Have >8TB of data from multiple machines with a lot of deduplication (source is somewhere around 10 to 12TB).
It seems they will soon reach 1000 PB / 1EB.
The top 5 Annualised hard drive failure rate are all from Seagate. All Drive from Hitachi and Toshiba has AFR lowered than 1%.
So basically dont buy Seagate.
1,089,318 = 4 * 2852 + 4 * 12746 + 8 * 1000 + 12 * 1560 + 12 * 10859 + 4 * 19211 + 6 * 886 + 8 * 9809 + 8 * 14447 + 10 * 1200 + 12 * 37004 + 12 * 7215 + 4 * 99 + 14 * 3619
Don't think I made a typo there, but please check my work. Even counting as 1024 TB = 1 PB and 1024 PB = 1 EB, that leaves 1,048,576 TB = 1 EB and they're over that threshold.
The February 5, 2018 "500 Petabytes and Counting" blog post should soon be eclipsed by a 1 EB post - though it appears they're counting actual data stored, not capacity. Nonetheless, with some redundancy, extra capacity, and overhead, we'll likely see that number soon.
Or do, because they're cheaper than the competition and modern systems can handle failures.
Myself though, for SoHo use, I'm willing to pay more for less stress because I don't have the sheer volume of devices, and the time to replace is time spent doing something useful instead of shuffling HDDs and rebuilding RAID arrays. A 5% saving on a handful of drives is not worth it, but a 40% saving on thousands makes them competitive.
I dont want to save a few dollars for potentially 4x the chance of failure and hassle.
And even if we ignore the outlier to 2%+ from two models, Seagate is still on average 2-3x more likely to fail.
They had a blog post about doing this a while back, so they are definitely aware of the use case: https://www.backblaze.com/blog/backing-linux-backblaze-b2-du...
I still use their standard backup service for my family's Windows machines since its more "batteries included".
I ask because the online favorite appears to be WD Reds, which you have phased out since 2018.
*Edit - sounds like BBR is used in some of the environment!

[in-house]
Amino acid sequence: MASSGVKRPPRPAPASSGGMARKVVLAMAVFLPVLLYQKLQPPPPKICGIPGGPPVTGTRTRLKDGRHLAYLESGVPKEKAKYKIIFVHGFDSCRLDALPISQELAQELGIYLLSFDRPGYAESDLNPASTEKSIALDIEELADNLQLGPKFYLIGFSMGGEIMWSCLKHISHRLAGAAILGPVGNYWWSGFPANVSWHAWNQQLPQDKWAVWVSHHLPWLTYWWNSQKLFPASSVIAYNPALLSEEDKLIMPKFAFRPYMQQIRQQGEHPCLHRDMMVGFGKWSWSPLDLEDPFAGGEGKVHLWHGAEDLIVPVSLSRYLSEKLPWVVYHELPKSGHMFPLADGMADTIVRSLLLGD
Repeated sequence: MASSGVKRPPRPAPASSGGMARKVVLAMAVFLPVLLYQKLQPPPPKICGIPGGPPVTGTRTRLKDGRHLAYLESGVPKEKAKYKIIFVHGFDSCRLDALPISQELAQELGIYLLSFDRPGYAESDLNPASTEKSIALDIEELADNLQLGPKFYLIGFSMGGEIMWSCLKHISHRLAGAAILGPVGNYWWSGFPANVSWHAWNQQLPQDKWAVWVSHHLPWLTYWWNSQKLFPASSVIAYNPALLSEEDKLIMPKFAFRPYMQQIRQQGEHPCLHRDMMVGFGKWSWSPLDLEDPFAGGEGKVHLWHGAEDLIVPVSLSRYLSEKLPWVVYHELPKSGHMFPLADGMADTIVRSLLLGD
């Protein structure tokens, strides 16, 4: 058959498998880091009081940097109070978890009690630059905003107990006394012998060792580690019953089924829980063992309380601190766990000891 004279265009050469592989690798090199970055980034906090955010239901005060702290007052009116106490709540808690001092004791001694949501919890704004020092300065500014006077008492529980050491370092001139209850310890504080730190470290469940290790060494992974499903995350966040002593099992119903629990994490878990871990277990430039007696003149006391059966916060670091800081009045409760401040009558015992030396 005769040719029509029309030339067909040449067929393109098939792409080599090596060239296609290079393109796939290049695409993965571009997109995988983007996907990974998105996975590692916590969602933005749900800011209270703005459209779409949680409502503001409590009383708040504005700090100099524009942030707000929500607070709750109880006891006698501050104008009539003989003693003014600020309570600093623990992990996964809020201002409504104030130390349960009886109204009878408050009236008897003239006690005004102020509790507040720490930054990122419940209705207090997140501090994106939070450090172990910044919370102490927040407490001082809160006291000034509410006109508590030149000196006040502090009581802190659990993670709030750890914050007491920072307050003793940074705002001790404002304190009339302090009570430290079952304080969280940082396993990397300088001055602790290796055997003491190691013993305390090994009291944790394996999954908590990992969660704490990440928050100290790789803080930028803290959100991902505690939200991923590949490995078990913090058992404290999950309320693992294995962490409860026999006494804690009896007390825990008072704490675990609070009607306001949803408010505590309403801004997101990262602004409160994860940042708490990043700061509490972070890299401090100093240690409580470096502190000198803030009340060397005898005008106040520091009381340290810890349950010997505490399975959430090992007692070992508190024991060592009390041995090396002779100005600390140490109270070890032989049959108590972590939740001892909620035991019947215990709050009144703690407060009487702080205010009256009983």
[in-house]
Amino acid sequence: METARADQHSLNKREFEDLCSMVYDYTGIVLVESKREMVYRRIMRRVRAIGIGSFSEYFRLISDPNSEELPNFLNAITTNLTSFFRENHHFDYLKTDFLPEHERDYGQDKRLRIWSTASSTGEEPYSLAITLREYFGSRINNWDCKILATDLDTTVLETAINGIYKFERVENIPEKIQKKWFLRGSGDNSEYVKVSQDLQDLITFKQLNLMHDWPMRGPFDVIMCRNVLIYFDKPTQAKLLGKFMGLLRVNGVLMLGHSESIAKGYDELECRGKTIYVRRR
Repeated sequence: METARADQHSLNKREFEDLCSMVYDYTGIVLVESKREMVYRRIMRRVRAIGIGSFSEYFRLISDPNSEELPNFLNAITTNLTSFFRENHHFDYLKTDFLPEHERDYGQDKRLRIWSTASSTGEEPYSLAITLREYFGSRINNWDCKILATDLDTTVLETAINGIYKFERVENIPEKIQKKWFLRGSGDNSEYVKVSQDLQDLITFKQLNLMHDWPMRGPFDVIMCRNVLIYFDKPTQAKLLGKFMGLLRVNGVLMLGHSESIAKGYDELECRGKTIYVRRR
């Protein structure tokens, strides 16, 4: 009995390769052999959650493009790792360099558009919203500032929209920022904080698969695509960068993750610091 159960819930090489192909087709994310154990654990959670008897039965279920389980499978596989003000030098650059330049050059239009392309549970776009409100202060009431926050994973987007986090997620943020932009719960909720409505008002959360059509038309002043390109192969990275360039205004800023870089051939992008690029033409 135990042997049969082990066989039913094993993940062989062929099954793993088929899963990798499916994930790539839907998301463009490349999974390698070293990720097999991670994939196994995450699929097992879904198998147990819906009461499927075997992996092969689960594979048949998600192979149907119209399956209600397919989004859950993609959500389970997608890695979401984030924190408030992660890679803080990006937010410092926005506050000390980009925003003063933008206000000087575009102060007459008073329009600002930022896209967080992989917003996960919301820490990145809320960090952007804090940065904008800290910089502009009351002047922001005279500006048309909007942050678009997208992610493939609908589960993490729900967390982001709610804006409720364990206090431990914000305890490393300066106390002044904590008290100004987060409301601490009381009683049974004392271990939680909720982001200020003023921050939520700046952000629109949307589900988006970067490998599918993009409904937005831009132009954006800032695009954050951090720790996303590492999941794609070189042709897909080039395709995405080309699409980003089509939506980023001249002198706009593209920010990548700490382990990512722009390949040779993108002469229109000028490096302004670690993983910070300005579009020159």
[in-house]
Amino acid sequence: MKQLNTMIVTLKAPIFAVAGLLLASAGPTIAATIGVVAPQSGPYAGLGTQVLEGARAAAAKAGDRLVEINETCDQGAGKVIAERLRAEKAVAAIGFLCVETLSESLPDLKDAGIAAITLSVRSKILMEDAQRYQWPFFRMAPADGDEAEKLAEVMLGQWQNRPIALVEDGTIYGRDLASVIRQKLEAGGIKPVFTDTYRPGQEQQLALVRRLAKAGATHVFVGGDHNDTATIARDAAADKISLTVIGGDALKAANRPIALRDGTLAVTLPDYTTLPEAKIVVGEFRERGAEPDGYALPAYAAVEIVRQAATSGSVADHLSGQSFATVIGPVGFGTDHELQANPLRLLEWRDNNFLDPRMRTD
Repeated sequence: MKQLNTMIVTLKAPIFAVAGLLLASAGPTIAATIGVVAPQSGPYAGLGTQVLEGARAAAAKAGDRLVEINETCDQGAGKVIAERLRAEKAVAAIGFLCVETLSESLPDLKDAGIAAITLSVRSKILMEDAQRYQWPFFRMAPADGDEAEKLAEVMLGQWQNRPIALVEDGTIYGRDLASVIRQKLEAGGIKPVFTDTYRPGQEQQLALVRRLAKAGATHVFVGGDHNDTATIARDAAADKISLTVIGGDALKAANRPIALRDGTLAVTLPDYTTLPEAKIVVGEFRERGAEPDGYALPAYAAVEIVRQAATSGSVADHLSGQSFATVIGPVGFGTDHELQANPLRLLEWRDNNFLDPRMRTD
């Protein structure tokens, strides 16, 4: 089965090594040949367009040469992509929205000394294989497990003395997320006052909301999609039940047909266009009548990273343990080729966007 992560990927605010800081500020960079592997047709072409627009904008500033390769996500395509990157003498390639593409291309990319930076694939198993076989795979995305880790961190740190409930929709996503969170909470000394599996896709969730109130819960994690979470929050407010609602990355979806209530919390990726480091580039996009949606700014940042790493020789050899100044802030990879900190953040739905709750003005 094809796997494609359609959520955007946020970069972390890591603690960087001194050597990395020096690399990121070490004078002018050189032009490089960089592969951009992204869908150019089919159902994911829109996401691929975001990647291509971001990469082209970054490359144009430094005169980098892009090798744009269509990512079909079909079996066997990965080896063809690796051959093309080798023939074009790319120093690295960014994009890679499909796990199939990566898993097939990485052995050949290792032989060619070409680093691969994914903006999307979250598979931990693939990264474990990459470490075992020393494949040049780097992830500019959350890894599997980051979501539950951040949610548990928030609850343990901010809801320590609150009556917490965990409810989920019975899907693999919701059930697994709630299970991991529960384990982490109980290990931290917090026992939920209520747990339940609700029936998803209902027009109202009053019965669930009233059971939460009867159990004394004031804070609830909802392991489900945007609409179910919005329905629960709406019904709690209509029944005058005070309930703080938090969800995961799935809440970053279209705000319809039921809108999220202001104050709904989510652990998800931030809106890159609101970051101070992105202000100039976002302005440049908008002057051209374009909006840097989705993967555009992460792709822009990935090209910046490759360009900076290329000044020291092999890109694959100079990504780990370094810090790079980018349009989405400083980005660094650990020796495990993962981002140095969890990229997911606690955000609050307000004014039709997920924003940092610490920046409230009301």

@toomuchtodo - Yes, and on top of that, both B2 and CloudFlare are completely free since I'm under the 10gb storage limit (for now), and i'm a personal user of CloudFlare(for now).
Main difference is probably Backblaze is small enough to publish these stats without hurting their supplier relationships. (pure speculation)
Hurray for Canadian internet.
I've got a 1Gb fiber pipe for 1/10th the cost that Cogeco was charging.
But the bigger issue is that the warranty terms for HDs nowadays is down to 2 or 3 years, so this investment is short living. It also tell you something about the manufacturers reliability estimation of their products.
Edit: nope, probably was a ST506 or 412.
What can I use to do this and still keep offsite backups?
I think drive age matters? I'm not clear if they cycle drives out at a certain age or just run them until they fail.
Also, if a drive is low enough in cost, then the additional cost of replacing an incremental 1% may be lower than the cost of acquisition of a more reliable drive.
The 12TB HGST are 220 days old on average.
The Segate 12TB failure rates seem high, quite unfortunate as I own 6 of them.
However, out of curiosity...what would you imagine a better Backblaze mobile app would do?
Does anyone here know the exact reason why? I assume there are enough people on this site who have worked for them or a competitor :)
I have yet needed to do a full restore, but I do partial restores from time to time to double-check my backup procedures and every time it's done what I wanted. My monthly costs are usually a bit under $5.
Note I essentially never use B2's API directly, and only use it as a backend through wrappers others have written, so I have no real experience with how good its API is. One of the few times I did try the API, I remember at one point I think I was getting Java exceptions back in the error messages, which was mildly concerning from a hygiene perspective and made for rather terrible error messages, but no sensitive data was being emitted. I also think that's been fixed.
The bottom line is that B2 has worked fine for me and at a good price point.
Did you mean to say 30 GB or 30 TB? Calling 30 TB as "smaller amount" seems weird to me in 2020, especially for personal data. Perhaps it would be the norm in a couple of decades. :)
FWIW, I have way under 1 TB of personal data to backup to different locations, and I consider that to be relatively large.
TL;DR I am a digital horder, so I've convinced myself I do in fact need 30+ TB of storage.
My understanding is other than mirrored, RAID configurations may take a long time to rebuild on the larger drives and this is a contributing factor to why the highest sales volume of drives has been 'stuck' at 4TB (thus the lower $/GB price).
There are many open source libraries.
There were no Western Digital branded drives in the data center in 2019, but as WDC rebrands the newer large-capacity HGST drives, we’ll adjust our numbers accordingly.